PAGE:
Years ago I was an assistant shoe buyer for Macy’s (at that time, the Bamberger’s division). As we visited stores, salespeople would tell us when women were trying on a particular style of shoe a lot but never buying it. The fit wasn’t right.
An amazing thing would happen, though, when we would take the price down by 35 percent or so. Suddenly the shoes would fly out the door. My boss used to joke that there were no bad-fitting shoes, only bad prices.
From experience, I’m guessing that most of those ill-fitting shoes got worn only a time or two, and the wearer found even those few wearings painful.
The same thing can happen if we aren’t wise in the way we respond to needs in the social justice arena.
Something touches our hearts. The face of a child. The eyes of a mother lacking hope. The weariness of a father who cannot provide for his family. The hunched shoulders of farmer surveying his crops destroyed by drought, or floods, or fire.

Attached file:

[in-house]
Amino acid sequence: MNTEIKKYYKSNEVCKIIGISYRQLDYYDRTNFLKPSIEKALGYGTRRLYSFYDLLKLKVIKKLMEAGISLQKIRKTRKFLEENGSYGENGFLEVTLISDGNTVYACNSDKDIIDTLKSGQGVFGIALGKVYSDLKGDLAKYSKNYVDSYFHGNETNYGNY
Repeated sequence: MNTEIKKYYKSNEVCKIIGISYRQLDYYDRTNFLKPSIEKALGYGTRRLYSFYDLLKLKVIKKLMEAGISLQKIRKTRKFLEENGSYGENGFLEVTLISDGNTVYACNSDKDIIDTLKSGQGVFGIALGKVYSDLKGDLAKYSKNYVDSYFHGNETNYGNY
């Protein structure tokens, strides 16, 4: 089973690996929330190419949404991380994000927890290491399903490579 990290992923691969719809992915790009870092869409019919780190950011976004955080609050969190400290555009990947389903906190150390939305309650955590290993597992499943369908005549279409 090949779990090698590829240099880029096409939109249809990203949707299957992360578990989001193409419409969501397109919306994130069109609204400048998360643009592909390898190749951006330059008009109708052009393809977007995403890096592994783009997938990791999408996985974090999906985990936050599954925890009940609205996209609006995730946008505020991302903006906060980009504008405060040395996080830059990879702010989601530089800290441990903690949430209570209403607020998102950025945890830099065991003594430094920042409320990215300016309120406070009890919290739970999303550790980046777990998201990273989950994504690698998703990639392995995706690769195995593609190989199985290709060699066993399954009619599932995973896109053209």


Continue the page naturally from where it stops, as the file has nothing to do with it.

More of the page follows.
We want to do something. But what? How did God design us? I really believe that’s the answer to what we should do. Not operate out of guilt or wherever someone shouts that there’s a need. Those motivations act like a marked-down price—they lead to buyer’s remorse.
Instead of jumping into a role, first ask yourself:
- How has God created me?
- What are my skills?
- What do I already love to do?
- What do I hate to do?
- What experiences have I had that God might want to use to help someone else?
And while you ask, pray. Ask God how he can use your unique make-up. He knows, and James 1:5 tells us that if we lack wisdom, we can ask God and he will generously give it. Then based on your observations and his wisdom, choose the mission that fits.
A friend shared this blog that’s a great illustration of listening to God. Diana Scimone allows us to look at the process God used in her life to bring her to her mission. I hope it will encourage you to find your fit.